Google is now uploading your photos over 3G or LTE, but promises not to eat your data.

Google has announced that it is making low-quality previews of photos available to users right after they take them, so they can start sharing through Google Photos without having to wait for a Wi-Fi connection.

The company announced the update to Google Photos alongside a number of other bandwidth-saving measures aimed at reassuring its very important, and growing, Brazilian user base that it is taking their suggestions seriously.

Today we're rolling out two new features on Android and iOS to make backup and sharing easier on low connectivity. Now your photos will back up automatically in a lightweight preview quality that's fast on 2G connections and still looks great on a smartphone. And when a good Wi-Fi connection becomes available, your backed up photos will be replaced with high-quality versions.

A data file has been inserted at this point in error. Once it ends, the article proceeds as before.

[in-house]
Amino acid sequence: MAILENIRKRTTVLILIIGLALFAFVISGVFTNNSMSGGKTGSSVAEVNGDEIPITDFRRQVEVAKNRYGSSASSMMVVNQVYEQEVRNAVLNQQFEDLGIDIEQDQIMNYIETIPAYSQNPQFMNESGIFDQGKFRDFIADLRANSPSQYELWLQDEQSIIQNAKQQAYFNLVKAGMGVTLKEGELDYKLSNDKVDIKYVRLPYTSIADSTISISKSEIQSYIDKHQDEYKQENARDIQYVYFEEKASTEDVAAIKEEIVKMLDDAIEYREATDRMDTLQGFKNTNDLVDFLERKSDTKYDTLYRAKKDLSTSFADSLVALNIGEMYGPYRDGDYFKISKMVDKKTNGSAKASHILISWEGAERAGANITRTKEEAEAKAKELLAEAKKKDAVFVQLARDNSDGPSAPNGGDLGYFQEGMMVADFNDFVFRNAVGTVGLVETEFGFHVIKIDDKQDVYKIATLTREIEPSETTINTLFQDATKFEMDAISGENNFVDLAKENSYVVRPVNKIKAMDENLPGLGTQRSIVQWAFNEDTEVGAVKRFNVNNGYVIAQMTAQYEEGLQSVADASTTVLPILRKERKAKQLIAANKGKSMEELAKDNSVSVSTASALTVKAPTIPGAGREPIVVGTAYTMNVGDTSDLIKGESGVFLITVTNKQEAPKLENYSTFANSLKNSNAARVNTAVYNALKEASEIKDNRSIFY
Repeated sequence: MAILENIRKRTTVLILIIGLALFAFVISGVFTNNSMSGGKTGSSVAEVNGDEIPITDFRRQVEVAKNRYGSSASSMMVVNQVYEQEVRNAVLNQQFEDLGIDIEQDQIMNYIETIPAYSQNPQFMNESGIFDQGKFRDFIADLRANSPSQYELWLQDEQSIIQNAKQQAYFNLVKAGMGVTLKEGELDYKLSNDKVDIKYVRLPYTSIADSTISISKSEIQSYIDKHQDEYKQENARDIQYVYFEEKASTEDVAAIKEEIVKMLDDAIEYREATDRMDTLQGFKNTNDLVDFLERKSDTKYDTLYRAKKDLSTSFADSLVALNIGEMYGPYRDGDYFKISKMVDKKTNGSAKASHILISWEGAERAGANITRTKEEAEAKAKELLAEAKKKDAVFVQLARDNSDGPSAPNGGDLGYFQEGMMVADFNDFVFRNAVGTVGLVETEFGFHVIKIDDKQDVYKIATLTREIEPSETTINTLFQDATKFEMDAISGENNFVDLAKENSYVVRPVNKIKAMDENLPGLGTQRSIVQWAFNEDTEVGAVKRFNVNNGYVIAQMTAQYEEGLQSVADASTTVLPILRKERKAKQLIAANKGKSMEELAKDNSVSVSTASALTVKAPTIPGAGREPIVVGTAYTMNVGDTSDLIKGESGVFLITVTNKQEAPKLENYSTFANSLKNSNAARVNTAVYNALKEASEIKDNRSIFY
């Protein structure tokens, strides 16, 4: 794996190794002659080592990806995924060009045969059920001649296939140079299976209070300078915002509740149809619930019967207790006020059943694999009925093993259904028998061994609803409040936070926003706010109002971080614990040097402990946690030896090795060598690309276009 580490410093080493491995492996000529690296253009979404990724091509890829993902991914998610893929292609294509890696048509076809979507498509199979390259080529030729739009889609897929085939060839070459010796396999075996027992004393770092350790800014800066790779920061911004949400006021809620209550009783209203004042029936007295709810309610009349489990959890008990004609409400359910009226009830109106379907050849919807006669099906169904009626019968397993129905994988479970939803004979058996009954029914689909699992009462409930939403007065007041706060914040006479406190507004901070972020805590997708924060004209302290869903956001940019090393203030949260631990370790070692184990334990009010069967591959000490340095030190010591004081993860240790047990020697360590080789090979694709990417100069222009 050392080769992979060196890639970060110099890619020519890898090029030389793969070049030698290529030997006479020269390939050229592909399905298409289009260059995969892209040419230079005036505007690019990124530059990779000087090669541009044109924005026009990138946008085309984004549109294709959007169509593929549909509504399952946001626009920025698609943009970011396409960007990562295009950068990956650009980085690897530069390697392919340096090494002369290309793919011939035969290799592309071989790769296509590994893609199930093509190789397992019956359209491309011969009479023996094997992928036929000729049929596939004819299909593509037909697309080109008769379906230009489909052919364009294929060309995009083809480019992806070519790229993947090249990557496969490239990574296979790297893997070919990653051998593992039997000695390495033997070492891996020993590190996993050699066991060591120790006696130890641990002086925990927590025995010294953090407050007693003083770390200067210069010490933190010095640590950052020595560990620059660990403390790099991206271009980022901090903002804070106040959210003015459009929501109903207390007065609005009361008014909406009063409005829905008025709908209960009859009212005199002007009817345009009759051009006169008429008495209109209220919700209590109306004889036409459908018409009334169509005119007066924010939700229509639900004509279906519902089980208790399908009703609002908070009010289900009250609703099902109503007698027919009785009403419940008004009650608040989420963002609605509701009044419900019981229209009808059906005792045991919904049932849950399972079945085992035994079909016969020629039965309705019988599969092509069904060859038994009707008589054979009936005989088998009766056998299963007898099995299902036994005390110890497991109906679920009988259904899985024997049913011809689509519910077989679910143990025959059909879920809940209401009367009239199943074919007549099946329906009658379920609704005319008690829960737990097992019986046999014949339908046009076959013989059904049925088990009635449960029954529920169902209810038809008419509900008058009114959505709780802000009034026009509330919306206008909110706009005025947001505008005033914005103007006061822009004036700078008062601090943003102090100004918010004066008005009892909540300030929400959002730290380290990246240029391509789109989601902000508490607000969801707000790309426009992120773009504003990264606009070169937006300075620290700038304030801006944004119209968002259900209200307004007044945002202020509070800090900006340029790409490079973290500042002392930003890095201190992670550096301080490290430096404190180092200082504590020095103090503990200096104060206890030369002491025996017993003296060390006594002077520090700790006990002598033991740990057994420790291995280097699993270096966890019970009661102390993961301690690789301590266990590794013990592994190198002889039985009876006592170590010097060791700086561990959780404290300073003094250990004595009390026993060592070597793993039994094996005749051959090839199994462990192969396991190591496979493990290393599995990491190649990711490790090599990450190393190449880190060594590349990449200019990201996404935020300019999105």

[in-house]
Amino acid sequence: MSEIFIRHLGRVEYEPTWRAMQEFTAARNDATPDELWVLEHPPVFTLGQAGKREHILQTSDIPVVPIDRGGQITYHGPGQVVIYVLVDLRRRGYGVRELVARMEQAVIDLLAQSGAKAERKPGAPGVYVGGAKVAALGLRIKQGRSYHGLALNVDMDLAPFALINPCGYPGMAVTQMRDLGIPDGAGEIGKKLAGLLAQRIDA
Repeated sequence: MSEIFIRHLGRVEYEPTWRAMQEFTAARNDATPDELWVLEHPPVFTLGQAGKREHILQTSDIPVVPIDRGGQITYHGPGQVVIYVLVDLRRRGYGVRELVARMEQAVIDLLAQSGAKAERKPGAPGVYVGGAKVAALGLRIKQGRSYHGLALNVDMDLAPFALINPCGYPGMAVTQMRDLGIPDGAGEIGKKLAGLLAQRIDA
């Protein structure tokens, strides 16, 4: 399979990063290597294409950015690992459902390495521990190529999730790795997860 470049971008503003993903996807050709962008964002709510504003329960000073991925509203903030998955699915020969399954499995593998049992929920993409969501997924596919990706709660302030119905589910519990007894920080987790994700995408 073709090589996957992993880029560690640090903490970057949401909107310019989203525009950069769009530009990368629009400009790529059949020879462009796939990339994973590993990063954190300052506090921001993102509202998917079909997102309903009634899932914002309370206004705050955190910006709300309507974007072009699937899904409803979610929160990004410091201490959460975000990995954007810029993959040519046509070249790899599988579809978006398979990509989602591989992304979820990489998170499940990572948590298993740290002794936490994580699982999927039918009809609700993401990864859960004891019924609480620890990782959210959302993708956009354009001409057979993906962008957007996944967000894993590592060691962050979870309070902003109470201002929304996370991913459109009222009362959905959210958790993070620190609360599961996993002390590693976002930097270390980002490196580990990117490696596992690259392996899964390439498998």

We're also making it easier to share many photos at once even on low connectivity. Never mind if you're at the beach or hiking in the mountains, with Google Photos you can now share pictures quickly even with a spotty connection by sending first in low resolution so friends and family can view them right away. They'll later update in higher resolution when connectivity permits.

The company isn't saying at what quality the preview images will be uploaded, and of course the feature can be disabled, but it's an interesting move for a company always interested in finding a balance between persistent online presence and bandwidth preservation.

It's also interesting that a photo can now be in one of three stages within Google Photos: low quality, uploaded over cellular; "high" quality, which is what Google calls its unlimited storage tier (around 12MP max); and original quality, which does not change anything about the initial photo.

The update will be rolling out to Android and iOS in the coming days, so stay tuned.